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    1. Thanks so much for reading Sulekkha. Glad you enjoyed it. :-)

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  8. Well, your blog that was feeling ignored and unloved doesn't feel the same way!

    And I thought you were the girl who traveled to mountains and remote villages in search of solitude!

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  9. Sigh .. and look at me, unable to stand a week of working from home :-p

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  10. LOL!! Loved that image of you frantically putting on some clothes while pretending that your laptop camera is jammed!! I do concur that one needs some sort of human interaction and preferably not restricted to sarees or lunch menus (though those can be fun too!). I enjoy working from home once in a while when the house is quiet simply because I enjoy the alone time! But, otherwise, I am equally happy working in the office with colleagues who either interact or leave me alone, based on my workload!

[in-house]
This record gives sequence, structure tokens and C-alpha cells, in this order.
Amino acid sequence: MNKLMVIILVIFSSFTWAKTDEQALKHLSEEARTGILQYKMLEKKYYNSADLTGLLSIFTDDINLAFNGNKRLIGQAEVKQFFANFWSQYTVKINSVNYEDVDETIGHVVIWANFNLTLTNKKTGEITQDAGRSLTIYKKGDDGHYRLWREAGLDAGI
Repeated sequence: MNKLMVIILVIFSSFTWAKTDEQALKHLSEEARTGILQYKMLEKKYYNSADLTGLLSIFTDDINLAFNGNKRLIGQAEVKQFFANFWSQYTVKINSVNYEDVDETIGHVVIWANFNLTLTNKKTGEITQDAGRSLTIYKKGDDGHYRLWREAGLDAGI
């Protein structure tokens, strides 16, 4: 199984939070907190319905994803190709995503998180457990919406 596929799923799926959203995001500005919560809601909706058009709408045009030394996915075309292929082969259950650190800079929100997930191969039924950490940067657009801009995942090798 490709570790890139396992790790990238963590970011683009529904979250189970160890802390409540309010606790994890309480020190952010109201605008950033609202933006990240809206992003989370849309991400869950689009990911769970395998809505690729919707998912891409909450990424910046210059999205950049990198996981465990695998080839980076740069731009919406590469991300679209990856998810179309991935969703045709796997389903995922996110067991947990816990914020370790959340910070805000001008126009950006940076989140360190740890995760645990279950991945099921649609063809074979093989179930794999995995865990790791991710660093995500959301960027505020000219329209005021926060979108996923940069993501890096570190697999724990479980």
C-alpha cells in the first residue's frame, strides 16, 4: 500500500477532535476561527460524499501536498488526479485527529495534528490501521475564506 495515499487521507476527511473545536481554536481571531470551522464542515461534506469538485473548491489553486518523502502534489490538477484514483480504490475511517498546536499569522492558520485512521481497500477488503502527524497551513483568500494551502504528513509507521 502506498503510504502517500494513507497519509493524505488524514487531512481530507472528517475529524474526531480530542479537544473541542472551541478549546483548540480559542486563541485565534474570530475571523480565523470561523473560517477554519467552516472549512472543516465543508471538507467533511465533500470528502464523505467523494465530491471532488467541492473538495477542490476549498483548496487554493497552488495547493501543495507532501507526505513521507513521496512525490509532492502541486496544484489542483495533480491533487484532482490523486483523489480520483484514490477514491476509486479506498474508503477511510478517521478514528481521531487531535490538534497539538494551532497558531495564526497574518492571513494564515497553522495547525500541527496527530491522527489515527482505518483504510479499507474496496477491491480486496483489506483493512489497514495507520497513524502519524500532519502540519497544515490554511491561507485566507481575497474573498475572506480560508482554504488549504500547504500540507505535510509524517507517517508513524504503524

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  11. Lol! Hilarious.hope you get well soon and can use your work clothes :) i have been working from home for the past two years now and can associate with everything.why i hardly need any new clothes now..since i have grown roots at home.but sigh..it has its advantages especially when i look at the Bangalore traffic.